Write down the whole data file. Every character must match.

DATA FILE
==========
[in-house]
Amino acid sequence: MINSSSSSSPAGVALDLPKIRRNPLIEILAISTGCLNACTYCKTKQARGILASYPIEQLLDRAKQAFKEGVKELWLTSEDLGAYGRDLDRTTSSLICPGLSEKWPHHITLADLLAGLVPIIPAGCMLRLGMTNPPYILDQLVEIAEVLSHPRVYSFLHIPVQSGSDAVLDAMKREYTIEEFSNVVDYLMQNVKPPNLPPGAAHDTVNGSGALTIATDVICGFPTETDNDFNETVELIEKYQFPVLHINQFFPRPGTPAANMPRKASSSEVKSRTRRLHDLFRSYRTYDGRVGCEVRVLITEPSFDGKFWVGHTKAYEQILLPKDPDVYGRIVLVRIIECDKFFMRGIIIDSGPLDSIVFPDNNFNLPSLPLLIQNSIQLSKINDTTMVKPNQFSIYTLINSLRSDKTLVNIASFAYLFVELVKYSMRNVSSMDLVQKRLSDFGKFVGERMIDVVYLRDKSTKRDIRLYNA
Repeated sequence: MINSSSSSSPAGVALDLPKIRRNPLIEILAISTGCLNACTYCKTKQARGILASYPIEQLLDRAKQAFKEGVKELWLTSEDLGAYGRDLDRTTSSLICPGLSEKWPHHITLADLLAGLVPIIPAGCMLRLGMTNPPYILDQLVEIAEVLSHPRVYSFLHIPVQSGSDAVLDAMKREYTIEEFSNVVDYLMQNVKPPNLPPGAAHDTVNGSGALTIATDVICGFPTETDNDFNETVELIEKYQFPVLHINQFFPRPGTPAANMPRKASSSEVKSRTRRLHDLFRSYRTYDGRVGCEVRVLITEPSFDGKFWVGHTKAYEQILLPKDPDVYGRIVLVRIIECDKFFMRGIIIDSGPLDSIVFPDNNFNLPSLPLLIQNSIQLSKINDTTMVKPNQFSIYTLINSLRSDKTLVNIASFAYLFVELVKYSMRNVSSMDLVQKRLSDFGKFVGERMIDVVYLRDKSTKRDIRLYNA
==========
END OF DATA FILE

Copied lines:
[in-house]
Amino acid sequence: MINSSSSSSPAGVALDLPKIRRNPLIEILAISTGCLNACTYCKTKQARGILASYPIEQLLDRAKQAFKEGVKELWLTSEDLGAYGRDLDRTTSSLICPGLSEKWPHHITLADLLAGLVPIIPAGCMLRLGMTNPPYILDQLVEIAEVLSHPRVYSFLHIPVQSGSDAVLDAMKREYTIEEFSNVVDYLMQNVKPPNLPPGAAHDTVNGSGALTIATDVICGFPTETDNDFNETVELIEKYQFPVLHINQFFPRPGTPAANMPRKASSSEVKSRTRRLHDLFRSYRTYDGRVGCEVRVLITEPSFDGKFWVGHTKAYEQILLPKDPDVYGRIVLVRIIECDKFFMRGIIIDSGPLDSIVFPDNNFNLPSLPLLIQNSIQLSKINDTTMVKPNQFSIYTLINSLRSDKTLVNIASFAYLFVELVKYSMRNVSSMDLVQKRLSDFGKFVGERMIDVVYLRDKSTKRDIRLYNA
Repeated sequence: MINSSSSSSPAGVALDLPKIRRNPLIEILAISTGCLNACTYCKTKQARGILASYPIEQLLDRAKQAFKEGVKELWLTSEDLGAYGRDLDRTTSSLICPGLSEKWPHHITLADLLAGLVPIIPAGCMLRLGMTNPPYILDQLVEIAEVLSHPRVYSFLHIPVQSGSDAVLDAMKREYTIEEFSNVVDYLMQNVKPPNLPPGAAHDTVNGSGALTIATDVICGFPTETDNDFNETVELIEKYQFPVLHINQFFPRPGTPAANMPRKASSSEVKSRTRRLHDLFRSYRTYDGRVGCEVRVLITEPSFDGKFWVGHTKAYEQILLPKDPDVYGRIVLVRIIECDKFFMRGIIIDSGPLDSIVFPDNNFNLPSLPLLIQNSIQLSKINDTTMVKPNQFSIYTLINSLRSDKTLVNIASFAYLFVELVKYSMRNVSSMDLVQKRLSDFGKFVGERMIDVVYLRDKSTKRDIRLYNA